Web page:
29 Nov Music as Medicine
Researchers are exploring how music therapy can improve health outcomes among a variety of patient populations, including premature infants and people with depression and Parkinson’s disease.
By Amy Novotney
November 2013, Vol 44, No. 10
Print version: page 46
The beep of ventilators and infusion pumps, the hiss of oxygen, the whir of carts and the murmur of voices as physicians and nurses make rounds — these are the typical noises a premature infant hears spending the first days of life in the neonatal intensive care unit (NICU). While the sounds of such life-saving equipment are tough to mute, a new study suggests that some sounds, such as lullabies, may soothe pre-term babies and their parents, and even improve the infants’ sleeping and eating patterns, while decreasing parents’ stress (Pediatrics, 2013).
Researchers at Beth Israel Medical Center’s Louis Armstrong Center for Music and Medicine conducted the study, which included 272 premature babies 32 weeks gestation or older in 11 mid-Atlantic NICUs. They examined the effects of three types of music: a lullaby selected and sung by the baby’s parents; an “ocean disc,” a round instrument, invented by the Remo drum company, that mimics the sounds of the womb; and a gato box, a drum-like instrument used to simulate two-tone heartbeat rhythms. The two instruments were played live by certified music therapists, who matched their music to the babies’ breathing and heart rhythms.
The researchers found that the gato box, the Remo ocean disc and singing all slowed a baby’s heart rate, although singing was the most effective. Singing also increased the amount of time babies stayed quietly alert, and sucking behavior improved most with the gato box, while the ocean disc enhanced sleep. The music therapy also lowered the parents’ stress, says Joanne Loewy, the study’s lead author, director of the Armstrong center and co-editor of the journal Music and Medicine.
“There’s just something about music — particularly live music — that excites and activates the body,” says Loewy, whose work is part of a growing movement of music therapists and psychologists who are investigating the use of music in medicine to help patients dealing with pain, depression and possibly even Alzheimer’s disease. “Music very much has a way of enhancing quality of life and can, in addition, promote recovery.”
Music to treat pain and reduce stress
While music has long been recognized as an effective form of therapy to provide an outlet for emotions, the notion of using song, sound frequencies and rhythm to treat physical ailments is a relatively new domain, says psychologist Daniel J. Levitin, PhD, who studies the neuroscience of music at McGill University in Montreal. A wealth of new studies is touting the benefits of music on mental and physical health. For example, in a meta-analysis of 400 studies, Levitin and his postgraduate research fellow, Mona Lisa Chanda, PhD, found that music improves the body’s immune system function and reduces stress. Listening to music was also found to be more effective than prescription drugs in reducing anxiety before surgery (Trends in Cognitive Sciences, April, 2013).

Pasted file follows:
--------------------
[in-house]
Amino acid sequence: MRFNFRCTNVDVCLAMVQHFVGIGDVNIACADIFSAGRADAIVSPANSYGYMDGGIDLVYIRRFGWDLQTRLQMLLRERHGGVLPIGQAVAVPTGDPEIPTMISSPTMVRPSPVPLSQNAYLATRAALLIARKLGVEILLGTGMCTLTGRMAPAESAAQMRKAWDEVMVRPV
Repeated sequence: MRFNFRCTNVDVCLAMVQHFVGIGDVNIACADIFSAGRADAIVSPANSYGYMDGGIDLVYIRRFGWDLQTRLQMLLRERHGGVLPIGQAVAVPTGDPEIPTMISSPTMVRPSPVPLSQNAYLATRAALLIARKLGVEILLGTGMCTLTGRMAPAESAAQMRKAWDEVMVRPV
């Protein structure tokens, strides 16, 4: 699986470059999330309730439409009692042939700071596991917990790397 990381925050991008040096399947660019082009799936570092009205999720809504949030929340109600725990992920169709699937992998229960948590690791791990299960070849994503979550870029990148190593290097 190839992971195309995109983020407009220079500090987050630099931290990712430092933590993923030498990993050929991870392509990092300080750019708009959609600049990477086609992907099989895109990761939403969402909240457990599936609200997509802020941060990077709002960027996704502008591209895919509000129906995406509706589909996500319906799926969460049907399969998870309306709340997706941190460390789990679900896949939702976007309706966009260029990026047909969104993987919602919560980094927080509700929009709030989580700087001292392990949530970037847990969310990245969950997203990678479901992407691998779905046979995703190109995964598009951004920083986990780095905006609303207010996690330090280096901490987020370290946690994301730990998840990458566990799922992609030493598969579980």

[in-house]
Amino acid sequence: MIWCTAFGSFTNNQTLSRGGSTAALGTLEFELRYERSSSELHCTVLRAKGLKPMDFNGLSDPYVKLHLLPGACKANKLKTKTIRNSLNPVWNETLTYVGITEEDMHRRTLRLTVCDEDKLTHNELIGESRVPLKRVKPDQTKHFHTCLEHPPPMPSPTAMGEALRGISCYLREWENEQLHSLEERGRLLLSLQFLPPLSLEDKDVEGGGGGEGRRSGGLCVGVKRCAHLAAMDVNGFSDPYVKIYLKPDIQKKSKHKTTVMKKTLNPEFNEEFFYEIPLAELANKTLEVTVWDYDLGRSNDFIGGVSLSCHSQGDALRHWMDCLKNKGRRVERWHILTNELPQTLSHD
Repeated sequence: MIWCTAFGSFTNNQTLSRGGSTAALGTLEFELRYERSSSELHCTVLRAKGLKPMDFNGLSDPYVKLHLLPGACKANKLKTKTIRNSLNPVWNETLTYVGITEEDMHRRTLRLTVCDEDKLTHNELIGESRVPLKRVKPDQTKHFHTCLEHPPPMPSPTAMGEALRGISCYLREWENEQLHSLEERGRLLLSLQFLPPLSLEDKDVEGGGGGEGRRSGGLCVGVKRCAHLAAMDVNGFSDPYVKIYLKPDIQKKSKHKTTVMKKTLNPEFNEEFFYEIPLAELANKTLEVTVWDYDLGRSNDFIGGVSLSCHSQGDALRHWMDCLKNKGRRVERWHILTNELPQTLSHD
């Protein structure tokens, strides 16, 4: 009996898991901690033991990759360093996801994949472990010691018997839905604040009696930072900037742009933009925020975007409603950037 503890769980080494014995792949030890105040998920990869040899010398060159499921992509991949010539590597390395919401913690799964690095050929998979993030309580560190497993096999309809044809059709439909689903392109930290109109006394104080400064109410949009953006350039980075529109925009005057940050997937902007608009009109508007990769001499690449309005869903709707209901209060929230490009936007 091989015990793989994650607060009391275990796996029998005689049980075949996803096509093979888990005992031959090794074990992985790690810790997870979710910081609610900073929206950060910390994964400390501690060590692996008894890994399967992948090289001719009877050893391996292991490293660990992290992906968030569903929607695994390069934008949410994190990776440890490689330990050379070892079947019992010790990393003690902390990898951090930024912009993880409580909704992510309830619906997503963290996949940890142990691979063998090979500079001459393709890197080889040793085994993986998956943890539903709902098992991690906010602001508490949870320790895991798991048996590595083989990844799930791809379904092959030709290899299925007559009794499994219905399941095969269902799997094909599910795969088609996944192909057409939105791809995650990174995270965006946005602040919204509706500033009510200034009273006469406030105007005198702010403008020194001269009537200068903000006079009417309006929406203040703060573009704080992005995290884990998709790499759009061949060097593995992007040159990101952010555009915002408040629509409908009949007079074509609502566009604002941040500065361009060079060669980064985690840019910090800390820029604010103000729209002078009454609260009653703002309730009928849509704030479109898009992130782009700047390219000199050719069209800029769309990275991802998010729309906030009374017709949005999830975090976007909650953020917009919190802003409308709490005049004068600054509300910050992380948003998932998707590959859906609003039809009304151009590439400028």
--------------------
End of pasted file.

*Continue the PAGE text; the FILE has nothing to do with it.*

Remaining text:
“We’ve found compelling evidence that musical interventions can play a health-care role in settings ranging from operating rooms to family clinics,” says Levitin, author of the book “This is Your Brain on Music” (Plume/Penguin, 2007). The analysis also points to just how music influences health. The researchers found that listening to and playing music increase the body’s production of the antibody immunoglobulin A and natural killer cells — the cells that attack invading viruses and boost the immune system’s effectiveness. Music also reduces levels of the stress hormone cortisol.
“This is one reason why music is associated with relaxation,” Levitin says.
One recent study on the link between music and stress found that music can help soothe pediatric emergency room patients (JAMA Pediatrics, July, 2013). In the trial with 42 children ages 3 to 11, University of Alberta researchers found that patients who listened to relaxing music while getting an IV inserted reported significantly less pain, and some demonstrated significantly less distress, compared with patients who did not listen to music. In addition, in the music-listening group, more than two-thirds of the health-care providers reported that the IVs were very easy to administer — compared with 38 percent of providers treating the group that did not listen to music.
“There is growing scientific evidence showing that the brain responds to music in very specific ways,” says Lisa Hartling, PhD, professor of pediatrics at the University of Alberta and lead author of the study. “Playing music for kids during painful medical procedures is a simple intervention that can make a big difference.”
To read full article, visit American Psychological Association.